When taking away all biased views of the Norwegian review, one is left with the following..
<- measurement, forvrengning means distortion.
While some focus on the best possible analogue stage in their digital converters, Hegel choose instead to suppress digital noise that manifest itself in the form of time errors in the digital signal a.k.a. jitter. (bla bla bla.. meaning it can be used as a re-clocker).
The USB signal is processed by a new chip from Tenor providing low jitter (not asynchronous). After being converted into SPDIF the signal passes through two additional AKM circuits with jitter correction, combined with a discrete master clock.
It's power are drawn from the USB which gives it lower output voltage compared to other DACs, but Hegel seems to think that op-amps degrades the sound.
A biased Norwegian in a no-brainer thread stated that the choice of components and layout was indeed smart and worth every cent. A Japanese blogger (to some extent -> http://muplay.blog.so-net.ne.jp/2011-03-30) are agreeing that it's a simple and convincing design, but changed one Rubycon YK to a Sanyo OS CON and added two Shizuki caps beneath those green ones (think he's saying something about the limit of Hegel's budget). According to the shoddy Google translation he might be in cap-rolling limbo for some time-> http://muplay.blog.so-net.ne.jp/2011-04-17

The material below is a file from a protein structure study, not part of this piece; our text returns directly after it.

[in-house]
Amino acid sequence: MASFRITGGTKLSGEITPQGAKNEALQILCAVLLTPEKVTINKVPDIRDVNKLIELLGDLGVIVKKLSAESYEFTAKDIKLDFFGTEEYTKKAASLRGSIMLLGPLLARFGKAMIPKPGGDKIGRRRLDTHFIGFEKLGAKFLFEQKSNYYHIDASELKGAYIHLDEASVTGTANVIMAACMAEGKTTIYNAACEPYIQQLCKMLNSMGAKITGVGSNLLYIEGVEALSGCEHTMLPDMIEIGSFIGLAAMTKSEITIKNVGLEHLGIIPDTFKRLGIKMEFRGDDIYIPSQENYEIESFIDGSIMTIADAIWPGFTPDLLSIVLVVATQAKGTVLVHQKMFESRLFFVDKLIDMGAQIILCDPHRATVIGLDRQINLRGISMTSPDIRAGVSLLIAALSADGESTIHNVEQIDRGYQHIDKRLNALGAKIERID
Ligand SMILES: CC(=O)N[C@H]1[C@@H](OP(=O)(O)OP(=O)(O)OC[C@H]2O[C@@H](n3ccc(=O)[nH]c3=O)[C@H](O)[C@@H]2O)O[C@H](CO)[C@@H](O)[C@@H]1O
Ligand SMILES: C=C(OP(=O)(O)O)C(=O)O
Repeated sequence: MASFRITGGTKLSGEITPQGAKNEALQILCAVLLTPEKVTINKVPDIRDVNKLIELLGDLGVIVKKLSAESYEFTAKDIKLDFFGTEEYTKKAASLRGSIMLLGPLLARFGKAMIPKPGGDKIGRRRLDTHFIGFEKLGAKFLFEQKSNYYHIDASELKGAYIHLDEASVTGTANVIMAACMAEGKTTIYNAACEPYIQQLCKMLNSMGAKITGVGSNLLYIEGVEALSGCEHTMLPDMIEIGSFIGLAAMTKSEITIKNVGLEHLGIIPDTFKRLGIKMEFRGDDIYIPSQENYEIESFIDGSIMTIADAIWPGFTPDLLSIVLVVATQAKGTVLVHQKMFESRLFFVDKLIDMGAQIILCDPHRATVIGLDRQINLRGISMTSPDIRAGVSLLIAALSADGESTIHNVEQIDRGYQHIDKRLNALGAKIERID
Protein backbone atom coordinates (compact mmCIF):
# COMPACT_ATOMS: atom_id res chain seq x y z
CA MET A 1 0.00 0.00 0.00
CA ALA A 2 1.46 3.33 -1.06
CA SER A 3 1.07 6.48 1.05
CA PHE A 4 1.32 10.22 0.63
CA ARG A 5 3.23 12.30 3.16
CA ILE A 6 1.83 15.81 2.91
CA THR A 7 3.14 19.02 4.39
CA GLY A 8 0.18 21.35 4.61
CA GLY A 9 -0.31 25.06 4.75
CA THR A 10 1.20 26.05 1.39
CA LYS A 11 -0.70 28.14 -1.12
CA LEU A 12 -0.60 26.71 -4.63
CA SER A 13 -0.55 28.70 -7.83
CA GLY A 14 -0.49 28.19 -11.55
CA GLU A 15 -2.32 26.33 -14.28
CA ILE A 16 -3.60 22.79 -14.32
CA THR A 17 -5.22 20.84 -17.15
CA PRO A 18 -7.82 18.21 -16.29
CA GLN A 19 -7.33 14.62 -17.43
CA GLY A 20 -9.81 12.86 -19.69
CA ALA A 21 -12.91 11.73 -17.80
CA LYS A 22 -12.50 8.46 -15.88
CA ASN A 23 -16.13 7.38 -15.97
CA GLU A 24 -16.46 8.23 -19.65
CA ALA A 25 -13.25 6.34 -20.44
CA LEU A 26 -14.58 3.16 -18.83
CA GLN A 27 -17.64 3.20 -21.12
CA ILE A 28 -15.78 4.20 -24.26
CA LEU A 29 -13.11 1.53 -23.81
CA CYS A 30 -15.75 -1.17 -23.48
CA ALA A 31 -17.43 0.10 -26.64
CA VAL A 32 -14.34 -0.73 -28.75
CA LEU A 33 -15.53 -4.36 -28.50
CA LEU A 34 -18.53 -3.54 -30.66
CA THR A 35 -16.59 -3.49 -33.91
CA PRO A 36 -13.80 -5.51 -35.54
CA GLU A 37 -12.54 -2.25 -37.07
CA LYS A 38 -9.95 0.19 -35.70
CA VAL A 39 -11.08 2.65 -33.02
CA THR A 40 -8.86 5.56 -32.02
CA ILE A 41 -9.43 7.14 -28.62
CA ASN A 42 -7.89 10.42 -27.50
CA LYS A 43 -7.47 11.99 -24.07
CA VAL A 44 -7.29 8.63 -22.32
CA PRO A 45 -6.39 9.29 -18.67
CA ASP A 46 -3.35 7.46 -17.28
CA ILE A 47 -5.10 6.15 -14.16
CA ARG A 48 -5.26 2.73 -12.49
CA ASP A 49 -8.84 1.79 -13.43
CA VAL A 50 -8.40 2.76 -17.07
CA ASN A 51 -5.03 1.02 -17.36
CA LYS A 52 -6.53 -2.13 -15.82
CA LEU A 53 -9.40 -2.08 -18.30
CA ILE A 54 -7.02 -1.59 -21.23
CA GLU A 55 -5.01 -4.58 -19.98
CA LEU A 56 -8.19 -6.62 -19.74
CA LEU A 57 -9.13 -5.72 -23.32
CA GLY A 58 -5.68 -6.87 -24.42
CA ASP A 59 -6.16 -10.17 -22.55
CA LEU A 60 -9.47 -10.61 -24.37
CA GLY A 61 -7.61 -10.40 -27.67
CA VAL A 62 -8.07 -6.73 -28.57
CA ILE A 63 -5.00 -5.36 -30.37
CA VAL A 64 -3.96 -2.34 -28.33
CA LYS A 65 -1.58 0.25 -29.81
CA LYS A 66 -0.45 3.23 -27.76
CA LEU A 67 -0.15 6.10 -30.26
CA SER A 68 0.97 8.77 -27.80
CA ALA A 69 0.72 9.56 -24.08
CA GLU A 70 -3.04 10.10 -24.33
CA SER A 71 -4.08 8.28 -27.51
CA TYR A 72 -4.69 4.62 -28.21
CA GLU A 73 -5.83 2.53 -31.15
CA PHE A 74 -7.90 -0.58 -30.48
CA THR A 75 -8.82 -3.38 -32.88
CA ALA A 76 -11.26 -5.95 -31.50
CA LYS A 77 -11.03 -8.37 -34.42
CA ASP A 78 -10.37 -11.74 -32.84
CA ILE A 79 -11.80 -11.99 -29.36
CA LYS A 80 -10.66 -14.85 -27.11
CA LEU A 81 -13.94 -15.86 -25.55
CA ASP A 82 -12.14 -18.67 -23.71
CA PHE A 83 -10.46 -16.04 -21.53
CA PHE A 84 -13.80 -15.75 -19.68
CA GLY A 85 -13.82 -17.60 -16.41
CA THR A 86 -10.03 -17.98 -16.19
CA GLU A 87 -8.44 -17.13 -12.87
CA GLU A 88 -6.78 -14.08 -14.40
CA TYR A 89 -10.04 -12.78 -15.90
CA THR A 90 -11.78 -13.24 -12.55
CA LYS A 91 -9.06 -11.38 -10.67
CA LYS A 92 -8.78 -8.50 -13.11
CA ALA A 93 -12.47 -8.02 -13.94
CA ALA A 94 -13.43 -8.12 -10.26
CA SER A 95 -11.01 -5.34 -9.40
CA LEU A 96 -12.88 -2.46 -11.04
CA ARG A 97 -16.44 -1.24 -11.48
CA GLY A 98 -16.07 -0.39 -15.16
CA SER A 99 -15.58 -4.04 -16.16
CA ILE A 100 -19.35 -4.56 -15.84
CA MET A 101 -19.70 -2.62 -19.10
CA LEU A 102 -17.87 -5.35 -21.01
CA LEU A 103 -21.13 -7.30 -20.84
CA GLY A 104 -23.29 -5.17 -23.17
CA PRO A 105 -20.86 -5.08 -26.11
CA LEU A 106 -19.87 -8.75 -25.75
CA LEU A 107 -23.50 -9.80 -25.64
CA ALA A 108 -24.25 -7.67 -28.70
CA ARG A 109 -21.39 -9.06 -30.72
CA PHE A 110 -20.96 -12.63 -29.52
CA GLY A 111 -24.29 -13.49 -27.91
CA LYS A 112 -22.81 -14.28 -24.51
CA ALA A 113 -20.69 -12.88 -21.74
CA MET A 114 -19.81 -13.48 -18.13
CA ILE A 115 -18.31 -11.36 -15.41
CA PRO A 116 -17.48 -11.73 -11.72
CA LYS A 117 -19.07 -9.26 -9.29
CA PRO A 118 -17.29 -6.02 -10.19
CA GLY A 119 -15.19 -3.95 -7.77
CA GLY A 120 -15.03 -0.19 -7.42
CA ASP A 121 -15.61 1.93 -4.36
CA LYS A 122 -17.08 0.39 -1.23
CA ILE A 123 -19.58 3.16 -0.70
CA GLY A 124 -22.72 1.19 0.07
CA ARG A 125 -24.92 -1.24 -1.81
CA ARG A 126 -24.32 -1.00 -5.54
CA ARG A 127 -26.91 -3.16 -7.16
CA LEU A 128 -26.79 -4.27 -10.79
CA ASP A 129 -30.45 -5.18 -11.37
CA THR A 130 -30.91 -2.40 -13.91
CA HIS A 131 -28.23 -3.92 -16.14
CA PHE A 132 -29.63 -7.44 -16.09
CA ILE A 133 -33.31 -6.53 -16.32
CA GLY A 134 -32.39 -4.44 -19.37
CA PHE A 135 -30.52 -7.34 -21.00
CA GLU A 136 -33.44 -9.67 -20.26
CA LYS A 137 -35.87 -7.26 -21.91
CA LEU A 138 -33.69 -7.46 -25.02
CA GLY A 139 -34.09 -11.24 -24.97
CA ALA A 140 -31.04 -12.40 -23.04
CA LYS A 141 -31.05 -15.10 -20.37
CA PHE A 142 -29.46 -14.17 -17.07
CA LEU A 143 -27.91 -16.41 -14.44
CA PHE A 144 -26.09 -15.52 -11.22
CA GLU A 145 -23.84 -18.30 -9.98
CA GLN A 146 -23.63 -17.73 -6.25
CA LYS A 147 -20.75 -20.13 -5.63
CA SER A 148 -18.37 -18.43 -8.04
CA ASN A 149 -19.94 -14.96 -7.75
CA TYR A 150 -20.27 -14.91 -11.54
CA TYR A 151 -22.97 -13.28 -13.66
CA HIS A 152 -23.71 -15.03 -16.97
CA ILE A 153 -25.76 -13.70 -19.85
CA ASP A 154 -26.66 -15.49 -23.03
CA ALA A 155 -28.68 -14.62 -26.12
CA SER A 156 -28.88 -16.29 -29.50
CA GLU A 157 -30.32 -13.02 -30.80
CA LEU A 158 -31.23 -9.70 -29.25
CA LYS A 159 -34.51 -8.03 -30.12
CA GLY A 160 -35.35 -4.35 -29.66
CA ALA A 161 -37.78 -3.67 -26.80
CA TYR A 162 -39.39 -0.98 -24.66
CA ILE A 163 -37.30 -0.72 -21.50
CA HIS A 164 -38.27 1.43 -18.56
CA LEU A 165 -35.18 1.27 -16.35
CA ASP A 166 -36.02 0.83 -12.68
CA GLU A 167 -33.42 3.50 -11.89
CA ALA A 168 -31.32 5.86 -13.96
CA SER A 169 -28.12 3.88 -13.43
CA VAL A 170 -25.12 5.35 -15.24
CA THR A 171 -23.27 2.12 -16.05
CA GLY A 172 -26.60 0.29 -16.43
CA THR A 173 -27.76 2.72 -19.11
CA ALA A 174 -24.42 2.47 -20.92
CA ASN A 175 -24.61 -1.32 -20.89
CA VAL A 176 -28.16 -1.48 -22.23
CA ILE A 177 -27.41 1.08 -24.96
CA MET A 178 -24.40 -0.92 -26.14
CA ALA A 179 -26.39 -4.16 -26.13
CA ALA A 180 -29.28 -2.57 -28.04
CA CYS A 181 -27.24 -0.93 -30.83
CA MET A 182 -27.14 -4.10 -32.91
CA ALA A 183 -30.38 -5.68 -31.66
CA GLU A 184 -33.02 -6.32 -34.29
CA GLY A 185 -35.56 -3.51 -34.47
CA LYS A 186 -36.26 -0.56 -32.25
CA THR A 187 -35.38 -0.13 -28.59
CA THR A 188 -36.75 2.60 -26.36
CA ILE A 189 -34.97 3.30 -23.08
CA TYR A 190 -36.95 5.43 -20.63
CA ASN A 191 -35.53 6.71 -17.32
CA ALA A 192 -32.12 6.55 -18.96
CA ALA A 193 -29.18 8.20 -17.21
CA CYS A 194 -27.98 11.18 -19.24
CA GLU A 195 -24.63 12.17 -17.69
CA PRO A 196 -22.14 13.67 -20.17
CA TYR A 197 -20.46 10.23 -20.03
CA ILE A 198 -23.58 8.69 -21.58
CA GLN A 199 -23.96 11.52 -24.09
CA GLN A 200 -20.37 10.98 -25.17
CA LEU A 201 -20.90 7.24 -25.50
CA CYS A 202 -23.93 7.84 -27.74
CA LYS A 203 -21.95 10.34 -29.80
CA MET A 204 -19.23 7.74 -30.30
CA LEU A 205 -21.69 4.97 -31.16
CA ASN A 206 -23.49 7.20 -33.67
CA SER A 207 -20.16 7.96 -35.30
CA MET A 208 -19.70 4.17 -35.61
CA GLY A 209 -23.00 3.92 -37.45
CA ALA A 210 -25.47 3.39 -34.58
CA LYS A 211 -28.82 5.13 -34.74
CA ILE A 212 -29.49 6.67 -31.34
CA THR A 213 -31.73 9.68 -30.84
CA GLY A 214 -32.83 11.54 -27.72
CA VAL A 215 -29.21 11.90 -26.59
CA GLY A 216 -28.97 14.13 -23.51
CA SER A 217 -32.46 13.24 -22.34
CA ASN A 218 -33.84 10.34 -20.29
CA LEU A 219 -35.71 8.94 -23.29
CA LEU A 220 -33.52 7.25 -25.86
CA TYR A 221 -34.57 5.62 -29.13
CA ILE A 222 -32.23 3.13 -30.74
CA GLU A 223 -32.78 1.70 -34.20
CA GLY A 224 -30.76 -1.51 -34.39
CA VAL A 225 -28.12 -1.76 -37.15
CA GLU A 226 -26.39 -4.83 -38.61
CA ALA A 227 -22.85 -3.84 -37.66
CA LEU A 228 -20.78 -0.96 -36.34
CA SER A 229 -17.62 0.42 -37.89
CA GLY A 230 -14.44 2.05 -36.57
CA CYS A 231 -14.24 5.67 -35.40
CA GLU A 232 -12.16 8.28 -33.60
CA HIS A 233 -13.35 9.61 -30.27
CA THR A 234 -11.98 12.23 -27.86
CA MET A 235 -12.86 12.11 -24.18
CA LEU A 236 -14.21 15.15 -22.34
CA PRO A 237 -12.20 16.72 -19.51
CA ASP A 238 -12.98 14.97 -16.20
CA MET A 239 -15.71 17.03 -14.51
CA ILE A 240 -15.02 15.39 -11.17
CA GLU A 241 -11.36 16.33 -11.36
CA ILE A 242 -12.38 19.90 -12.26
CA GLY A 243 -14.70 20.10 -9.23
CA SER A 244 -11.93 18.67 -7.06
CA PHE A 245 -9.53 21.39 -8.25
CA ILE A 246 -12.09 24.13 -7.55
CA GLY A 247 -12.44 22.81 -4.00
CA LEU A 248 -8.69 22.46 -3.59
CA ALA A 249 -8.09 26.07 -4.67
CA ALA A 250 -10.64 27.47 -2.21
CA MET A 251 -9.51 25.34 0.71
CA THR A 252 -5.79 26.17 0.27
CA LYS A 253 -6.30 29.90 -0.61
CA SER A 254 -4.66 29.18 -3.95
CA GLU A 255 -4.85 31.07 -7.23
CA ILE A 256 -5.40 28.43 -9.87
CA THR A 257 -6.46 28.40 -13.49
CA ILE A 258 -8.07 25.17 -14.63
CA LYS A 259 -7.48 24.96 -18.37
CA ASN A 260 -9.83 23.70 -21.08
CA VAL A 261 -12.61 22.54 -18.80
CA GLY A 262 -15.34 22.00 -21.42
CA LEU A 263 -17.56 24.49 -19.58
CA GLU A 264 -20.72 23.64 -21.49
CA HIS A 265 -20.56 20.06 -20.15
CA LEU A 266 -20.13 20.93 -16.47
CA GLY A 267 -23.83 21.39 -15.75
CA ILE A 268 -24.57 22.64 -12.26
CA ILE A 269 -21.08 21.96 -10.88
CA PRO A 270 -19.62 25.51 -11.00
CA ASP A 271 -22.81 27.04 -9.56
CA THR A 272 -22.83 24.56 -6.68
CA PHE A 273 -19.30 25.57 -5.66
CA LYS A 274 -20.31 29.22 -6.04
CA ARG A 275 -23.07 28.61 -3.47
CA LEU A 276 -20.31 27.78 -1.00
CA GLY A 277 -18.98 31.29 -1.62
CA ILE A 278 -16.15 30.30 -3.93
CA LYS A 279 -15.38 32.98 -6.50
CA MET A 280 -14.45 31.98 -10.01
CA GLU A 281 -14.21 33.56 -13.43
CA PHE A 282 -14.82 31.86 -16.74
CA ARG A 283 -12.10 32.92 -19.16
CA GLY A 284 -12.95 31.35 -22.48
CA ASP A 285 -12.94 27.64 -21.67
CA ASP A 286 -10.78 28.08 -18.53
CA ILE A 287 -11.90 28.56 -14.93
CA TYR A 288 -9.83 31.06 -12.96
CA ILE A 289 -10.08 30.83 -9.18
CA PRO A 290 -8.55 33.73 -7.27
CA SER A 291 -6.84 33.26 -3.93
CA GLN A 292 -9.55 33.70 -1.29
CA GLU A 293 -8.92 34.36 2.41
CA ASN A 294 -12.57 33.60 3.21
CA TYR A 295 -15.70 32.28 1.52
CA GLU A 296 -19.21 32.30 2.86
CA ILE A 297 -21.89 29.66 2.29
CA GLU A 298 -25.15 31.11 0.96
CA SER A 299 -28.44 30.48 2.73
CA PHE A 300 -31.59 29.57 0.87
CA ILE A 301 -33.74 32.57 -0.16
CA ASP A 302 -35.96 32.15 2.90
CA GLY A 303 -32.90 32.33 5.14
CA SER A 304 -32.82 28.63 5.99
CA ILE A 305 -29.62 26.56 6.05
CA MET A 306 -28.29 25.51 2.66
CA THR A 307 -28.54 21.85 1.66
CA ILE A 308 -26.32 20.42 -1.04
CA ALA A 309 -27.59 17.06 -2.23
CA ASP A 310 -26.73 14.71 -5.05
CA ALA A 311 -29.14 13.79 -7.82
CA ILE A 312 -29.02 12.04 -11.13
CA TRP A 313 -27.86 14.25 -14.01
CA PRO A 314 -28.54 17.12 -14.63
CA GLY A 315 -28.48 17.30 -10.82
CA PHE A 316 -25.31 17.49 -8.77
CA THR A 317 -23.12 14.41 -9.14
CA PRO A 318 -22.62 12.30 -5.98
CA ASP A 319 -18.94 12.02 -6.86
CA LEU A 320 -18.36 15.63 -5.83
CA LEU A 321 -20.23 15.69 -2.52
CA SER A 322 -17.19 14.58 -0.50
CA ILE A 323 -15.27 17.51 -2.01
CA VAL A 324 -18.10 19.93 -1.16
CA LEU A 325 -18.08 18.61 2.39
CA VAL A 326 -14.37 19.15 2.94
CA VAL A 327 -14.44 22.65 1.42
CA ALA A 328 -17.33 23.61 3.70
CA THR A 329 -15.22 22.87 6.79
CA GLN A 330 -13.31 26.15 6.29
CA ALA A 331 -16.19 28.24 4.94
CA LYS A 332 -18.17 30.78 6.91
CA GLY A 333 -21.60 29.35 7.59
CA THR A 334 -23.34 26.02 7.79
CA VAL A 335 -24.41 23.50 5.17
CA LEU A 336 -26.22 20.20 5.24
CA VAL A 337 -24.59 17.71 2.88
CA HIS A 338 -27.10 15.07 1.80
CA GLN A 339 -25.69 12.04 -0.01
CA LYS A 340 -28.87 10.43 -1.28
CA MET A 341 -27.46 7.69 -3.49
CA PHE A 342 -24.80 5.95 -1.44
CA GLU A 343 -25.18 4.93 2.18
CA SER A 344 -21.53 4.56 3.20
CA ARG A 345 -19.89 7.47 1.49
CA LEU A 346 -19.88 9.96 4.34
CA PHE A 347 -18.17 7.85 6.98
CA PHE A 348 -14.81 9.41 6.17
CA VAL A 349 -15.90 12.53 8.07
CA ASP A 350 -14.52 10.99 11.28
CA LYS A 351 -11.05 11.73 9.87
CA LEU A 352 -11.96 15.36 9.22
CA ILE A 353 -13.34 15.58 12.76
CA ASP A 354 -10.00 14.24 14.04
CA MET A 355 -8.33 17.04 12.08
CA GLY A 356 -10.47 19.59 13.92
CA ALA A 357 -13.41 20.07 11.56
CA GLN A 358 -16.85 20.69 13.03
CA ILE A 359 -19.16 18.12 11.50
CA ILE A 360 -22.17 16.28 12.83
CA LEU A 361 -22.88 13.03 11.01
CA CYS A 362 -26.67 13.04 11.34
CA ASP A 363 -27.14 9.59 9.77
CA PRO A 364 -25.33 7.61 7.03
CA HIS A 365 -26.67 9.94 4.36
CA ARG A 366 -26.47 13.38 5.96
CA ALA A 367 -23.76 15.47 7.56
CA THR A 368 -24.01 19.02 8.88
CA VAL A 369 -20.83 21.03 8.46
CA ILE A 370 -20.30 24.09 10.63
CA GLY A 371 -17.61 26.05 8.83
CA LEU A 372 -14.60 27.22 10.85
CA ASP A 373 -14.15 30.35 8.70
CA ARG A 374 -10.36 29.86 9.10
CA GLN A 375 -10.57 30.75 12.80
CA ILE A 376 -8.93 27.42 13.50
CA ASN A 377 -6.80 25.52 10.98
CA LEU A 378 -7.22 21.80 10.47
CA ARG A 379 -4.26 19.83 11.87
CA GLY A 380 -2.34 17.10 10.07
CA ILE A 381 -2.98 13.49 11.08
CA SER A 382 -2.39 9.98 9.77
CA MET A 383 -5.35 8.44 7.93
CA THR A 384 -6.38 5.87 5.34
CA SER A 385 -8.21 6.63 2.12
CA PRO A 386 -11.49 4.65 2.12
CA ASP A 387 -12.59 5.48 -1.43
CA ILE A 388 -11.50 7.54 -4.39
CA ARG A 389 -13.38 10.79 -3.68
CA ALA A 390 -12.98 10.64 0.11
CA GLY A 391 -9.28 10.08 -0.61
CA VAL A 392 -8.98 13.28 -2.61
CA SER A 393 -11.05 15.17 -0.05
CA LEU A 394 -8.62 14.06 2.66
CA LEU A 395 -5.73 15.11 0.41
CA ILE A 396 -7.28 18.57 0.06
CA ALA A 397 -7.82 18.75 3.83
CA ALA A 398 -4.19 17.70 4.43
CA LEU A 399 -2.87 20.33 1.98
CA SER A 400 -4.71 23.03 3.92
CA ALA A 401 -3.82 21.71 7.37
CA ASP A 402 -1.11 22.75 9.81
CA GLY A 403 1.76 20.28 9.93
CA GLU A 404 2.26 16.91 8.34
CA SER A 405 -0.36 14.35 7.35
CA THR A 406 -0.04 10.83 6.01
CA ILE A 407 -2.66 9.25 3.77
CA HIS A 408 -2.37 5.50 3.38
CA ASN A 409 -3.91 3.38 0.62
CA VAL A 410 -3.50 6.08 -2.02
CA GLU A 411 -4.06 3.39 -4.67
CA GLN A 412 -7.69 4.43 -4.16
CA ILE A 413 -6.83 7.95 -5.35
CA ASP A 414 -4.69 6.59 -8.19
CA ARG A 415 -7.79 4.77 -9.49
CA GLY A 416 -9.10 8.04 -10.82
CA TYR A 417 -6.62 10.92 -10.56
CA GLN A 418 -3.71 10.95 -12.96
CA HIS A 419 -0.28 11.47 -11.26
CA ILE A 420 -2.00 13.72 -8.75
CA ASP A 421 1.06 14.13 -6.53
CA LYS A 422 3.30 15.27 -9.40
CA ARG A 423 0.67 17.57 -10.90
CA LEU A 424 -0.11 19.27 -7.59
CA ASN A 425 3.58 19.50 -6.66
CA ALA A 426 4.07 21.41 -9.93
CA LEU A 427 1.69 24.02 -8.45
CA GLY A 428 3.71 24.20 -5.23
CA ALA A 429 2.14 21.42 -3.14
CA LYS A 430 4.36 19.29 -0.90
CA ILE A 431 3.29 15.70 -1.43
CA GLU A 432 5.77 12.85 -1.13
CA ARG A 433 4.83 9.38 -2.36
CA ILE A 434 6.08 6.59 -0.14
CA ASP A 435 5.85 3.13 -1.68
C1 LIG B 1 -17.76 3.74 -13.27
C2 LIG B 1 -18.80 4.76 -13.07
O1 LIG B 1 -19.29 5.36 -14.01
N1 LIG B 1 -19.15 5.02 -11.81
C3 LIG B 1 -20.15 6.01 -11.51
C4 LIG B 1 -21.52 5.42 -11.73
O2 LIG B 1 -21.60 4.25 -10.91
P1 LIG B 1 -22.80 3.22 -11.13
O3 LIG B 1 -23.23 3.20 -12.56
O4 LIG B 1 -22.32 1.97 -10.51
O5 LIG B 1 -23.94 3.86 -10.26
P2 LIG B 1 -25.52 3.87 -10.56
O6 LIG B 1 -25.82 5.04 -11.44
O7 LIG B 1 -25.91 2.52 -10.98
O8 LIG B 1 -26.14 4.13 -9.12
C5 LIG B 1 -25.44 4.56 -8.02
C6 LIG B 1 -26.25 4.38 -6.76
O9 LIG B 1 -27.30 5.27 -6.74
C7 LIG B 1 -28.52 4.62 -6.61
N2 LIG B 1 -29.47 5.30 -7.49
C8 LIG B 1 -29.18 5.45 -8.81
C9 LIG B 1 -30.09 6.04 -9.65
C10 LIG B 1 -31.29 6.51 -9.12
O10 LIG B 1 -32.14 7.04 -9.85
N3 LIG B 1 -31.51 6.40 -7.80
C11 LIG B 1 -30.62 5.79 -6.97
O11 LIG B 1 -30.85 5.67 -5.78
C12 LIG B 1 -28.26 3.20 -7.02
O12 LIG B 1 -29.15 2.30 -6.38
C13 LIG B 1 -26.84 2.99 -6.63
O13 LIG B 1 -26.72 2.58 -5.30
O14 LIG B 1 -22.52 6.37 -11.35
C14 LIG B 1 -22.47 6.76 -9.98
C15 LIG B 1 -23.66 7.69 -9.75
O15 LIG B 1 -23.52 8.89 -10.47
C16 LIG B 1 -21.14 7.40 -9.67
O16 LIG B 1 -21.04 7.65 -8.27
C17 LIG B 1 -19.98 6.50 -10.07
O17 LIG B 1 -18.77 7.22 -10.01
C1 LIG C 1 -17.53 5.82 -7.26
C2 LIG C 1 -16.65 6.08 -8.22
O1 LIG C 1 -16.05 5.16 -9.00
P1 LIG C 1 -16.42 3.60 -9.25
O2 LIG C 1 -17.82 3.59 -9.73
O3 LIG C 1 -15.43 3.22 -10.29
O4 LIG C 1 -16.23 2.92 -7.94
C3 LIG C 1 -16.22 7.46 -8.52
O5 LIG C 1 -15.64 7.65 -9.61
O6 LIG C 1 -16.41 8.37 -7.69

Maybe the answer is not Nippon, one practical Danish guy tends to use Vishay / BC Component..
128 SAL-RPM (MAL212855478E3) and 136 RVI series (MAL213661102E3).
What makes the SAL caps sound better is the fact that the plates are held in place with a solid potting compound that prevents any kind of micro-vibration when currents run through the capacitor. The lifespan of a SAL cap is an impressive 30.000 Hours at load.
Look at the data sheet (PDF - 136 RVI). You will see nice linear curves for higher ripple currents. In our case it shows that for the 2.7A RMS you have a 1.5 - 2 times life expectancy (meaning 10500 - 14000 Hours) from 43 - 48 C ambient temperature. And as we all know this is only when playing sine waves. With music, the average ripple current is about 1/3 of that, increasing the life expectancy about 3 times the 10500.
Makes more sense spending $13 on capacitors and add some clean power, than trying to fix the "problem" with expensive cables.
Edit: Former Hi-Fi pusher now employed by Hegel explain the unexplainable or monolithic.. sort of, who really knows?
Edited by Albedo - 7/2/11 at 10:28am